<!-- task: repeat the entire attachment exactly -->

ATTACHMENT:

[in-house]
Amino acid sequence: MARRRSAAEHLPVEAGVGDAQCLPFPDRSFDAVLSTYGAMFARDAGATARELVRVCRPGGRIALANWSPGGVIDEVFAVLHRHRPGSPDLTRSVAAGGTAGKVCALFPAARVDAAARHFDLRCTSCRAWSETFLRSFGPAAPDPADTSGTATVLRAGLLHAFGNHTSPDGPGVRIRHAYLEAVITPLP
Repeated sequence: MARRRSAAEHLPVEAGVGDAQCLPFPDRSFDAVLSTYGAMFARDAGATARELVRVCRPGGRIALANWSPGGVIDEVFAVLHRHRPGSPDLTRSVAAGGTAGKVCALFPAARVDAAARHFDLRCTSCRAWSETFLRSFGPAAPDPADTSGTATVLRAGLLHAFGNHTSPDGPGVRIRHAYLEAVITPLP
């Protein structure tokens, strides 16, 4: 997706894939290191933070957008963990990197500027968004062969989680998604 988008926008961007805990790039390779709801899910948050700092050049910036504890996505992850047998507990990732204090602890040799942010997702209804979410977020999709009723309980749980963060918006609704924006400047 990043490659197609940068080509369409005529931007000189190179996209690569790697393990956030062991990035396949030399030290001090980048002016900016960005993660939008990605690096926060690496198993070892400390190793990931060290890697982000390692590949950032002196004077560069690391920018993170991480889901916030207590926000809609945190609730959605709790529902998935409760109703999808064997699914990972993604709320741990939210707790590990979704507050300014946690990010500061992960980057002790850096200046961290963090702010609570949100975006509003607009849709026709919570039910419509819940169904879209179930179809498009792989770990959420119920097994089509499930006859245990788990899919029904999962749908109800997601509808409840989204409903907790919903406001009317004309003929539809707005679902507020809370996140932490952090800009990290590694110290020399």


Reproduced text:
[in-house]
Amino acid sequence: MARRRSAAEHLPVEAGVGDAQCLPFPDRSFDAVLSTYGAMFARDAGATARELVRVCRPGGRIALANWSPGGVIDEVFAVLHRHRPGSPDLTRSVAAGGTAGKVCALFPAARVDAAARHFDLRCTSCRAWSETFLRSFGPAAPDPADTSGTATVLRAGLLHAFGNHTSPDGPGVRIRHAYLEAVITPLP
Repeated sequence: MARRRSAAEHLPVEAGVGDAQCLPFPDRSFDAVLSTYGAMFARDAGATARELVRVCRPGGRIALANWSPGGVIDEVFAVLHRHRPGSPDLTRSVAAGGTAGKVCALFPAARVDAAARHFDLRCTSCRAWSETFLRSFGPAAPDPADTSGTATVLRAGLLHAFGNHTSPDGPGVRIRHAYLEAVITPLP
């Protein structure tokens, strides 16, 4: 997706894939290191933070957008963990990197500027968004062969989680998604 988008926008961007805990790039390779709801899910948050700092050049910036504890996505992850047998507990990732204090602890040799942010997702209804979410977020999709009723309980749980963060918006609704924006400047 990043490659197609940068080509369409005529931007000189190179996209690569790697393990956030062991990035396949030399030290001090980048002016900016960005993660939008990605690096926060690496198993070892400390190793990931060290890697982000390692590949950032002196004077560069690391920018993170991480889901916030207590926000809609945190609730959605709790529902998935409760109703999808064997699914990972993604709320741990939210707790590990979704507050300014946690990010500061992960980057002790850096200046961290963090702010609570949100975006509003607009849709026709919570039910419509819940169904879209179930179809498009792989770990959420119920097994089509499930006859245990788990899919029904999962749908109800997601509808409840989204409903907790919903406001009317004309003929539809707005679902507020809370996140932490952090800009990290590694110290020399």